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From The Dead (Tom Thorne Novels Book 9) by [Billingham, Mark]
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From The Dead (Tom Thorne Novels Book 9) Kindle Edition

4.4 out of 5 stars 176 customer reviews

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Length: 369 pages Word Wise: Enabled Enhanced Typesetting: Enabled
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Amazon.co.uk Review

When speaking to book groups, the author Mark Billingham displays the kind of sardonic humour that reflects his background in stand-up comedy. But his highly professional crime novels featuring DI Tom Thorne are quite unlike the humorous crime writing of such authors as Christopher Brookmyre. Books such as the latest Thorne, From the Dead, are odysseys into the darkest reaches of human behaviour. It's interesting that Billingham's books have a reputation for extreme violence, as they actually deal more in the purveying of atmosphere – a real sense of dread is unerringly conveyed to the reader.

A man is burnt to death in a car in Epping Forest, the victim of professional hitmen. The evidence suggest that the dead man’s wife, Donna Langford, hired the killers, and she is found guilty of conspiracy to murder. A decade passes, and just before her release from prison, Donna is sent a photo: it is that of her supposedly murdered spouse. Is he, in fact, dead? And if not, whose was the charred body in the burnt-out Jaguar? Shortly after, DI Tom Thorne is contacted by a woman, Anna Carpenter. Anna is making a living (and hating it) by working for a detective agency that cynically uses her as a ‘pretend prostitute’ to trap men into sexually compromising set-ups in divorce cases. Anna is on the side of the worried Donna Langford, and asks a reluctant Thorne for help. The detective is not to be persuaded – until he realises that the supposedly late Alan Langford is very much alive, and wants payback – in the worst way.

Mark Billingham is (as ever) to be applauded for the sheer readability of his work on From the Dead, but his most impressive achievement is the sure-footed orchestration of tension. He avoids artificially pushing Thorne into uncharactistic behaviour, and trusts that we will accept the familiar character tropes, delivered as effectively as ever. But if there are no surprises in the development of his main protagonist, Billingham’s real achievement here is in the creation of the vulnerable, compromised tyro detective, Anna – she’s a wonderful creation. --Barry Forshaw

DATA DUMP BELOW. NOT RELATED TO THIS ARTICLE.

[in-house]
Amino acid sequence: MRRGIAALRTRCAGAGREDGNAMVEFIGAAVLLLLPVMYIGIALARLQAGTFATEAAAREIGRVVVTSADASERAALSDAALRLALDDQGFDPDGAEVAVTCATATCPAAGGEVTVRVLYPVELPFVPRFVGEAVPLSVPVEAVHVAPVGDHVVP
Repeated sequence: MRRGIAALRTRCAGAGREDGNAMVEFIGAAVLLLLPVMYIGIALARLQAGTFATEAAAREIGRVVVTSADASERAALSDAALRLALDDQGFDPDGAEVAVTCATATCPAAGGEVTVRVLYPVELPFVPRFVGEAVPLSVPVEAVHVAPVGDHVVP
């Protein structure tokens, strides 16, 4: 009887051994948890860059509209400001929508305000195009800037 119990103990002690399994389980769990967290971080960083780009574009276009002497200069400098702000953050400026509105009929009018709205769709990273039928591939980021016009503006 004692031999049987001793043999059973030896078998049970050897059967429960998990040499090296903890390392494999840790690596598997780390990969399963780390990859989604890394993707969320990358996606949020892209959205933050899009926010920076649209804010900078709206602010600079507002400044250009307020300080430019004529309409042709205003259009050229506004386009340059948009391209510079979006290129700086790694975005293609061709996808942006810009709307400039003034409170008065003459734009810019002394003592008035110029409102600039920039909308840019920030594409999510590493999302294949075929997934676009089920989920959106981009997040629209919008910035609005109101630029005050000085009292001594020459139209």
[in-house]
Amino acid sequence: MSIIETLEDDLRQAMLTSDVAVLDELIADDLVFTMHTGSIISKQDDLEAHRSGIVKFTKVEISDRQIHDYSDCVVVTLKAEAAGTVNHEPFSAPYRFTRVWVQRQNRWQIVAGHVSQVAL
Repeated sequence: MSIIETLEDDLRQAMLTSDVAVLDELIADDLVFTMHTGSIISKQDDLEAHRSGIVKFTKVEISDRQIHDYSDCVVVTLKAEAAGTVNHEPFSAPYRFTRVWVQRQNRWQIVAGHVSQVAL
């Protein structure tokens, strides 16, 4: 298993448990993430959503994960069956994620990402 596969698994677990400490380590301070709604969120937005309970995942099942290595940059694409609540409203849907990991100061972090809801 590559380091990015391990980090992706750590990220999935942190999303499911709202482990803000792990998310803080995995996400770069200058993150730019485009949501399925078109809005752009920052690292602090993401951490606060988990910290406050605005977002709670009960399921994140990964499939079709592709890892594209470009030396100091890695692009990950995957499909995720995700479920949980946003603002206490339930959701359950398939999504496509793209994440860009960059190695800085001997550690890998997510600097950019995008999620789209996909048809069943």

Amazon Review

When speaking to book groups, the author Mark Billingham displays the kind of sardonic humour that reflects his background in stand-up comedy. But his highly professional crime novels featuring DI Tom Thorne are quite unlike the humorous crime writing of such authors as Christopher Brookmyre. Books such as the latest Thorne, From the Dead, are odysseys into the darkest reaches of human behaviour. It's interesting that Billingham's books have a reputation for extreme violence, as they actually deal more in the purveying of atmosphere – a real sense of dread is unerringly conveyed to the reader.

A man is burnt to death in a car in Epping Forest, the victim of professional hitmen. The evidence suggest that the dead man’s wife, Donna Langford, hired the killers, and she is found guilty of conspiracy to murder. A decade passes, and just before her release from prison, Donna is sent a photo: it is that of her supposedly murdered spouse. Is he, in fact, dead? And if not, whose was the charred body in the burnt-out Jaguar? Shortly after, DI Tom Thorne is contacted by a woman, Anna Carpenter. Anna is making a living (and hating it) by working for a detective agency that cynically uses her as a ‘pretend prostitute’ to trap men into sexually compromising set-ups in divorce cases. Anna is on the side of the worried Donna Langford, and asks a reluctant Thorne for help. The detective is not to be persuaded – until he realises that the supposedly late Alan Langford is very much alive, and wants payback – in the worst way.

Mark Billingham is (as ever) to be applauded for the sheer readability of his work on From the Dead, but his most impressive achievement is the sure-footed orchestration of tension. He avoids artificially pushing Thorne into uncharactistic behaviour, and trusts that we will accept the familiar character tropes, delivered as effectively as ever. But if there are no surprises in the development of his main protagonist, Billingham’s real achievement here is in the creation of the vulnerable, compromised tyro detective, Anna – she’s a wonderful creation. --Barry Forshaw


Product details

  • Format: Kindle Edition
  • File Size: 1073 KB
  • Print Length: 369 pages
  • Publisher: Sphere (19 Aug. 2010)
  • Sold by: Amazon Media EU S.à r.l.
  • Language: English
  • ASIN: B00403MB14
  • Text-to-Speech: Enabled
  • X-Ray:
  • Word Wise: Enabled
  • Enhanced Typesetting: Enabled
  • Average Customer Review: 4.4 out of 5 stars 176 customer reviews
  • Amazon Bestsellers Rank: #8,494 Paid in Kindle Store (See Top 100 Paid in Kindle Store)
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Customer Reviews

Top Customer Reviews

Format: Hardcover Verified Purchase